Anti-Asian Violence: How Politicians Are Ignoring Data To Divide Us By Race
A demonstrator holding a sign and a flower takes part in a rally to raise awareness of anti-Asian violence, near Chinatown in Los Angeles, California, on February 20, 2021. - The rally was organized in response to last month's fatal assault of Vicha Ratanapakdee, an 84-year-old immigrant from Thailand, in San Francisco.
RINGO CHIU/AFP via Getty Images

Last week, “A series of shootings at Atlanta-area massage parlors left eight dead … and after an extended manhunt, police have arrested a 21-year-old man who is believed to have confessed to the crimes.”

“Although a motive was not immediately apparent, media, including The New York Times, began to speculate that the suspect’s decision to target the massage parlors, staffed largely by Asian females, was indicative of an anti-Asian hate crime and connected the shooting spree to recent attacks on elderly individuals of Asian descent in places like San Francisco, California, and New York City,” the Daily Wire reported.

The New York Times reported that “Six of the victims were Asian, the authorities said, raising fears that there may have been a racial motivation to the crimes.” The other two victims were white or hispanic.

There currently appears to be no evidence to suggest that these attacked were motivated by racism. Indeed, “Authorities said in a news conference that, based on his confession, they believe the shootings were ‘not racially motivated’ and that ‘[the shooter] instead allegedly opened fire because he saw the locations as ‘an outlet for him’ to succumb to purported sex-addiction temptations.’”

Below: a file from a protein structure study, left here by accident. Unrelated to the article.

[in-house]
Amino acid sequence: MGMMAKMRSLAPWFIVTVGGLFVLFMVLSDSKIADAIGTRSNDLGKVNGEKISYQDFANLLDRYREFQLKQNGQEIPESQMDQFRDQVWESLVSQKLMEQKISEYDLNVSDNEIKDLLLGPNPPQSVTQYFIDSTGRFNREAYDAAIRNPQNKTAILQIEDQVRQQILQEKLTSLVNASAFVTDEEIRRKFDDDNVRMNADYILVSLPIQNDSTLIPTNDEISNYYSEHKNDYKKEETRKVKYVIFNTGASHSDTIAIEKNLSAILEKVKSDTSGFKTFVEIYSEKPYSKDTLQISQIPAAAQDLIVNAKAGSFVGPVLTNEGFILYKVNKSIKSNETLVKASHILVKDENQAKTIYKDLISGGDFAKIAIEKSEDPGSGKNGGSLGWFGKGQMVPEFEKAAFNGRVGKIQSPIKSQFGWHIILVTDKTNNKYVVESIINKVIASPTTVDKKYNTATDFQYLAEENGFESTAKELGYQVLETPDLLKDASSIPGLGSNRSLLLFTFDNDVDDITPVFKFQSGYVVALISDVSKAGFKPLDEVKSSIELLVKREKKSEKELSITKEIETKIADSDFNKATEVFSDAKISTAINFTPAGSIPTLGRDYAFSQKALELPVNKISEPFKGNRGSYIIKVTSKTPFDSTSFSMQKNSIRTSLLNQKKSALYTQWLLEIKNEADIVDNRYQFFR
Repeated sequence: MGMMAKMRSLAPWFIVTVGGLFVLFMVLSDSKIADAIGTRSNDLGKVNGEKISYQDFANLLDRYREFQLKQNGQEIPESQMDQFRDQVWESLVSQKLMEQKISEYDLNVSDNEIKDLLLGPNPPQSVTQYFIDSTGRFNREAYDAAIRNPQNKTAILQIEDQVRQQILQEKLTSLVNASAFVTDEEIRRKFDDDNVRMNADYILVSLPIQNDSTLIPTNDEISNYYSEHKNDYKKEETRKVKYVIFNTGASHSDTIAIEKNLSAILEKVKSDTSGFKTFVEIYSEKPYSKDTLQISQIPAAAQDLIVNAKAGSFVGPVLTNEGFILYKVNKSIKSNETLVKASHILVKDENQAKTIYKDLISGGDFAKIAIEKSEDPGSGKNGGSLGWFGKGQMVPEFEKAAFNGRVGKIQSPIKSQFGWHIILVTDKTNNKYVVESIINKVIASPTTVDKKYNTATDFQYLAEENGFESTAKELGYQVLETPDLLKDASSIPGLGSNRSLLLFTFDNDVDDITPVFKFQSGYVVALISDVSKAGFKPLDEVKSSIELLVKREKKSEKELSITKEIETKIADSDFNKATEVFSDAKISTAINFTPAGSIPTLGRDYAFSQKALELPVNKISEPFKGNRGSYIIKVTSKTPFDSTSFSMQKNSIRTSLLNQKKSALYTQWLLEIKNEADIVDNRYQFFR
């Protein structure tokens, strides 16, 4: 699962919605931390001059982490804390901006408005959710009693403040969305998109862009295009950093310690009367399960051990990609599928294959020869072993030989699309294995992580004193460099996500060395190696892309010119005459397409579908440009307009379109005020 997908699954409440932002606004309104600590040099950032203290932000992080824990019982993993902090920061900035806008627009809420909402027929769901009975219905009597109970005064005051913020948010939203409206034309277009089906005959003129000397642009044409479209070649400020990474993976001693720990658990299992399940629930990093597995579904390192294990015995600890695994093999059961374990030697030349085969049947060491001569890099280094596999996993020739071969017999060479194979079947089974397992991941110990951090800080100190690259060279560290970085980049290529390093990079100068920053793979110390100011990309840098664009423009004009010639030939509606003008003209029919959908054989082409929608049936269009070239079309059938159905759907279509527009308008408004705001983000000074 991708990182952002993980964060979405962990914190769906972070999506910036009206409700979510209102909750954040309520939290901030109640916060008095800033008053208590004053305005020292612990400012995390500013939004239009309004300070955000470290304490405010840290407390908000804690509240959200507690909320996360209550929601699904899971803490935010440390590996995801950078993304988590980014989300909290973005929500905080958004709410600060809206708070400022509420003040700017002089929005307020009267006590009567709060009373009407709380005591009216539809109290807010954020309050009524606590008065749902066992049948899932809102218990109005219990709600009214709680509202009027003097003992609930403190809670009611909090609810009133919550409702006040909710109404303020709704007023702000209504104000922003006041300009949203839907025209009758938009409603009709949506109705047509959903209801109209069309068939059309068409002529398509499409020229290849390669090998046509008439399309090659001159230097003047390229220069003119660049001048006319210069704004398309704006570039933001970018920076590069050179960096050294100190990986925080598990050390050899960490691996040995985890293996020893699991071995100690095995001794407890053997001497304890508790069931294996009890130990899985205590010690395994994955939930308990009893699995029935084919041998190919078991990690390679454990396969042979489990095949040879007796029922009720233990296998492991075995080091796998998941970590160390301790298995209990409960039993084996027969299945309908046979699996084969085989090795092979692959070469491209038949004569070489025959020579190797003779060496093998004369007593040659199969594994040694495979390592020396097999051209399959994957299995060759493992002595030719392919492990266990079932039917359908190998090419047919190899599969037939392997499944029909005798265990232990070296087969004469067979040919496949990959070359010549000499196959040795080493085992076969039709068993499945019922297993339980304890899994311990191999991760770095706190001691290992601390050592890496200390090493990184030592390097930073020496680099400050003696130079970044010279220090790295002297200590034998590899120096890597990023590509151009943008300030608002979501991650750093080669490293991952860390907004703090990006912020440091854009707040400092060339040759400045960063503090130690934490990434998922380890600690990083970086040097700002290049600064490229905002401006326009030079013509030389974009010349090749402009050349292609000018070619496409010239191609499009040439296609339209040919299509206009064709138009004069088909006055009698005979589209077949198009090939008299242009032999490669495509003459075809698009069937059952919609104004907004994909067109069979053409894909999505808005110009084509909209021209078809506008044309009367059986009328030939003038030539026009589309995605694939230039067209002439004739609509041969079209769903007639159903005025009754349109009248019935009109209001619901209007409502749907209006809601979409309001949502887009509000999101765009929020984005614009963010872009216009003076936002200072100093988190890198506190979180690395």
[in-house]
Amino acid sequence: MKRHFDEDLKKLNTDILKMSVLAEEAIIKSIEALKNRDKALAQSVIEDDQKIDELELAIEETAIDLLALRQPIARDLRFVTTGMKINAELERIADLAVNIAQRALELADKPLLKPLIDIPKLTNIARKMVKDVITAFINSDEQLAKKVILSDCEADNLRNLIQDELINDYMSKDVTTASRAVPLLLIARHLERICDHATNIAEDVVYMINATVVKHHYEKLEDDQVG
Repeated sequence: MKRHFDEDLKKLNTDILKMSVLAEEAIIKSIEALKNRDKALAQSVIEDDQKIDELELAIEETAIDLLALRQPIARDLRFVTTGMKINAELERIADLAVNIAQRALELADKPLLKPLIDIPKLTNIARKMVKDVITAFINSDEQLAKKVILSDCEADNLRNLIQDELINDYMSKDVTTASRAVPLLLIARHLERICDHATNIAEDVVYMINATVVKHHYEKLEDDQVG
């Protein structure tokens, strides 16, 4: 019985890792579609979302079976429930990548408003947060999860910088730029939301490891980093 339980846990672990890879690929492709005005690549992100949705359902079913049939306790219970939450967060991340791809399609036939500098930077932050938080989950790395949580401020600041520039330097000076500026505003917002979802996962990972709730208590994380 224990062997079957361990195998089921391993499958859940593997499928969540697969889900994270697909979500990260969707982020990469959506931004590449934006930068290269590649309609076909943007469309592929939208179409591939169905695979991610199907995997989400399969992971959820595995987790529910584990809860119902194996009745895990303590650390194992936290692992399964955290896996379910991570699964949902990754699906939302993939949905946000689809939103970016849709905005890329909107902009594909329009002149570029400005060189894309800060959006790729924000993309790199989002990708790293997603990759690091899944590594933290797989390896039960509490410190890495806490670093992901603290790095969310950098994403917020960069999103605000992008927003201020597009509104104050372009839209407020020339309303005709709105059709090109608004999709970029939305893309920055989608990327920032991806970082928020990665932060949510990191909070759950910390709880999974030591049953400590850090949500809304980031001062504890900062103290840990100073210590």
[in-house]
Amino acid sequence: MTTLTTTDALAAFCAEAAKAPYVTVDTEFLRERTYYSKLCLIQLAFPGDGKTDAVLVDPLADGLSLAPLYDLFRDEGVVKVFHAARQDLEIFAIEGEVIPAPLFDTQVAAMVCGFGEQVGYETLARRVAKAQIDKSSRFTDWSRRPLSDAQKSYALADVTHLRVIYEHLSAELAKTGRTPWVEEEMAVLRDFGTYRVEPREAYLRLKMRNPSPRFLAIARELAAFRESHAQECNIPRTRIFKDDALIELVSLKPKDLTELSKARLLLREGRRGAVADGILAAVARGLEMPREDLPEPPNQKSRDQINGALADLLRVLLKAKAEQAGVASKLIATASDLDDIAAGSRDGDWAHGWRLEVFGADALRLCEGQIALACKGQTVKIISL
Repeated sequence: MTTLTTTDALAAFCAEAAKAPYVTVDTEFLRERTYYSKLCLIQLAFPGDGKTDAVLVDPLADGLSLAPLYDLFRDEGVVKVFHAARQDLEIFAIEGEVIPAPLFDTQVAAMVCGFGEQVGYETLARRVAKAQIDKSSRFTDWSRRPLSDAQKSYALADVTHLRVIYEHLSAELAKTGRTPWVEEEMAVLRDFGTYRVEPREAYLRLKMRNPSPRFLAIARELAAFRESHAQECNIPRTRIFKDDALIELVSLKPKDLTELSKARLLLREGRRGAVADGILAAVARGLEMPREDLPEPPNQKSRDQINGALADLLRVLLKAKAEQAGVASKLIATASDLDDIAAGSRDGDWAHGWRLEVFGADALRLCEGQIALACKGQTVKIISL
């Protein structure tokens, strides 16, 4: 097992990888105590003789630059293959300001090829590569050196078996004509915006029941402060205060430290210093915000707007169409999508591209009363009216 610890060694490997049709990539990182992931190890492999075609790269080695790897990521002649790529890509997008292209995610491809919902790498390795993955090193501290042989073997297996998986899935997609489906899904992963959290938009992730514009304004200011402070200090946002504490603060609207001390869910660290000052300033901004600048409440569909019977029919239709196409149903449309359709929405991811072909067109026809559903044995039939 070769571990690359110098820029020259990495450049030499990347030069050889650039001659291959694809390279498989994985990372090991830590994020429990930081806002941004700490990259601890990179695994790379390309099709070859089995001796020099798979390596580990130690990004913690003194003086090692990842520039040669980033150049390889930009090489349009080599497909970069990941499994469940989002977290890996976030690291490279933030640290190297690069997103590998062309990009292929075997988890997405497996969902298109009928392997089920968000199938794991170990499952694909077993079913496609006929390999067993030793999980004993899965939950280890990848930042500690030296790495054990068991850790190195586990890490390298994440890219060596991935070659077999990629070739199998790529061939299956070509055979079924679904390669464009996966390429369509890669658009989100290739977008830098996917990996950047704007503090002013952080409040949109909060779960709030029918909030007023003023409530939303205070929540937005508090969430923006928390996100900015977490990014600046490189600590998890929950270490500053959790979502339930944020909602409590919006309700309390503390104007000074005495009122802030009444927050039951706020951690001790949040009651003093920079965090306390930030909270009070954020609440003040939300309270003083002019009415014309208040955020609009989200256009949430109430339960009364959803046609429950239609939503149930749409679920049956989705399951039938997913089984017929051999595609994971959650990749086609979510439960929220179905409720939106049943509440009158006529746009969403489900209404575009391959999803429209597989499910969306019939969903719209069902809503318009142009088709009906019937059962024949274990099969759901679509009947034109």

However, the narrative being promoted is that such violence is a symptom of anti-Asian hate being specifically promulgated by white supremacists as an ongoing result of Trump’s presidency, with the Washington Post reporting that “Biden, Harris denounce attacks on Asian Americans,” while CNN wrote, “White supremacy and hate are haunting Asian Americans.”

“Many Asian Americans feel exposed by a torrent of dangerous and racially motivated rhetoric by national figures on a cultural crusade. Most prominently that includes ex-President Donald Trump, who presided over four years of rising racial tensions and often used division as a tool of personal power,” Stephen Collinson wrote for CNN.

What is the political goal?

If tragic incidents can be used for partisan gain, then they are condemned as further evidence of the central problem — in this case, white supremacy. If they cannot be used for partisan purposes, then they are either mischaracterized as necessary, or ignored completely.

One such example of this strategy is the Left’s attitude towards anti-Semitism, with hatred from white supremacists condemned — as they should be — while hatred from other groups is often dismissed or forgiven.

All forms of violence committed against innocent victims is despicable, and those responsible for committing such acts should be punished as the law dictates. This conclusion makes no exception and applies no special treatment based on race. Instead, it treats each person with respect as an individual worthy of safety and respect.

However, this is unfortunately not the attitude demonstrated by much of the Left, who appear intent on keeping people focused on the “racist legacy” of Trump by leveraging certain forms of violence. The terrible attack in Atlanta is simply the latest instance of this cynical strategy.

What does the data say?

The available data on the subject of violence against racial groups essentially disproves the central assumptions of the Left.